Wednesday, 13 July 2016

Amaravati and 400 Railway Stations - Swiss Challenge

A Swiss challenge is a form of public procurement in some (usually lesser developed) jurisdictions which requires a public authority (usually an agency of government) which has received an unsolicited bid for a public project (such as a port, road or railway) or services to be provided to government, to publish the bid and invite third parties to match or exceed it. Some Swiss challenges also allow the entity which submitted the unsolicited bid itself then to match or better the best bid which comes out of the Swiss challenge process.

Vijay Kelkar (Ex-Finance Secretary) panel in its report on  December 29, 2015 has asked the central government to actively ‘discourage’ the ‘Swiss Challenge’ for auctioning infrastructure projects as they bring information asymmetries in the procurement process and result in lack of transparency and in the fair and equal treatment of potential bidders in the procurement process. The panel called for urgent changes to the Prevention of Corruption Act of 1988 as well as government’s vigilance and conduct rules in order to distinguish “genuine errors” in decision-making by public servants from acts of corruption, the panel has emphasized the need to guard officers against ‘witch hunt’ while taking immediate measures to punish malafide actions.

  1. Lack of transparency, information asymmetries  and competition.
  2. Foster crony capitalism.
  3. Scope for companies to employ dubious means to bag projects.
  4. Strong legal and regulatory framework needed to award projects.
  5. Understanding of risks involved in a project.
  6. Direct negotiations with private players can be fraught with downsides.
  7. Competitive bidding is the best method to get the best value on projects. 
  8. Ends up in granting viability gap funding, commercial exploitation of real estate, etc., without deriving durable and long-term social or economic benefits.
  9. Results in over sized projects resulting in investments getting blocked and funding huge maintenance expenditure.
Some Examples: 
  1. Mumbai-Pune Express way resulted in government making guaranteed toll revenues gap funding to developers for over a decade.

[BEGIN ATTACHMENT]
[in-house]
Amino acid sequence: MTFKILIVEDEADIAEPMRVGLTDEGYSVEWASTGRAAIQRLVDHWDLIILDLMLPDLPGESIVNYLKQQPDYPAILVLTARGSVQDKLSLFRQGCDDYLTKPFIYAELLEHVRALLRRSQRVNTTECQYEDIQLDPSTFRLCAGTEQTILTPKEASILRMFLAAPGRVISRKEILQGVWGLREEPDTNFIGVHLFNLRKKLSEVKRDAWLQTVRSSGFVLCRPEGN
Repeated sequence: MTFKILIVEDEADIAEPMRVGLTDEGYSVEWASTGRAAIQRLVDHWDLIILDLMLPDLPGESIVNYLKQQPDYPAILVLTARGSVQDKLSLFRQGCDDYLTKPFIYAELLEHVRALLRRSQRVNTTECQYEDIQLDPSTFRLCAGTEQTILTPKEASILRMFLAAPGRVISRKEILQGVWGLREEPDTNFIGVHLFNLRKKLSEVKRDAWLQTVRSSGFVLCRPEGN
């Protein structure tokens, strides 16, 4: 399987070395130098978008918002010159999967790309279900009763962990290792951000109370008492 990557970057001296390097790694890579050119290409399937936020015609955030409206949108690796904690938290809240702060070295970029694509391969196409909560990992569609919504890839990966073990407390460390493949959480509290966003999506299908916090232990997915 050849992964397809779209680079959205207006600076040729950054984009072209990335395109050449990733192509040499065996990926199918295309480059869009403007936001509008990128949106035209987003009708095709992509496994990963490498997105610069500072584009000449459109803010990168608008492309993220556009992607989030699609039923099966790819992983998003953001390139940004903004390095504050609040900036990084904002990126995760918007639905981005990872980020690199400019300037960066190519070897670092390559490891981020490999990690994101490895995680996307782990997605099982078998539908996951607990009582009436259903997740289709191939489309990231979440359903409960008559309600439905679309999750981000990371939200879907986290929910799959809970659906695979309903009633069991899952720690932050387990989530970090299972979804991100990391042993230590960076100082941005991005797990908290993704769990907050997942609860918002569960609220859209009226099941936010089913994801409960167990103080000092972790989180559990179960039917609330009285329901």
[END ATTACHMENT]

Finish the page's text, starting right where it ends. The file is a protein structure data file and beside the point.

2. Enron's Dabhol Power Project resulted in robbing MSEB's revenues by 40% while contributing 15% power to Maharashtra grid, that led to cancellation of contract.
  3. Hyderabad's 160 km 8 lane ORR costing Rs.7,000 crores. Even after 6 years traffic is much below the break even mark. Ideally it should have been a 4 lane ORR in the 1st phase and expansion to 6/8 lanes in 2nd phase as and when needed. This would have saved idle investment of Rs.2000-3000 crores.
  4. Hyderabad Airport built on land parcel of 5,400 acres costed about Rs.3,000 crores became operational in 2008. This resulted in closing of Begumpet airport and no airport to come up with 150 km radius depriving Warangal & Mahboobnagar airports for a period of 30 years. Annual passenger traffic increased was from 6 million to 12 million (21%) and aircraft movement from 80,000 to over 100,000 (7%) in the past 8 years making it huge loss making venture. In contrast, Mumbai Airport is on land parcel of 1450  acres, handling 42 million passengers and 300,000 aircraft movements, annually. Even though losses are borne by the concessionaire for now, they will get compensated by allowing commercial exploitation of real estate sooner or later. Due its high charges, Lufthansa & KLM Airlines have withdrawn their operations to Hyderabad.
  5. Riyadh Airport (78,000 acres) in Saudi Arabia was built in 1983 costed $ 3 billion with over 100 gates has capacity of over 100 million passengers. The 2013 figures are 19 million passengers and 160,000 aircraft movement.

Arun Jaitley, Finance Minister announcing development of 400 railway stations and Chandrababu Naidu, CM of AP announcing handing over of 5,000 acres to Singapore contractor for development of seed capital in 1691 acres FREE of cost through 'Swiss Challenge' method speaks volumes about opaqueness of the deals and mind boggling corruption is not ruled out. Unless transparency is maintained and in the absence strong legal and regulatory framework for awarding contracts, BJP & TDP will very soon have to face allegations of corruption, crony capitalism, nepotism etc. which are not devoid of prima-facie. 

Needless to say planning, designing, preparing estimates, mobilizing institutional finances, inviting tenders and awarding contract and supervision of work being executed in phases is not only transparent but also the cheapest model of development. Any other method is not only very expensive but also end up with white elephants. Nothing comes FREE in this world. It is prudent and cheaper to pay in cash than in kind.

Finally, these developer contractor will mobilize not more than 10% of project cost as their equity and remaining 90% will come from local partner's equity and our institutional loans. Is it not a matter of shame that we bring foreign consultants & foreign contractors to execute our project with our money and walk away with huge profits, impoverishing our nation?

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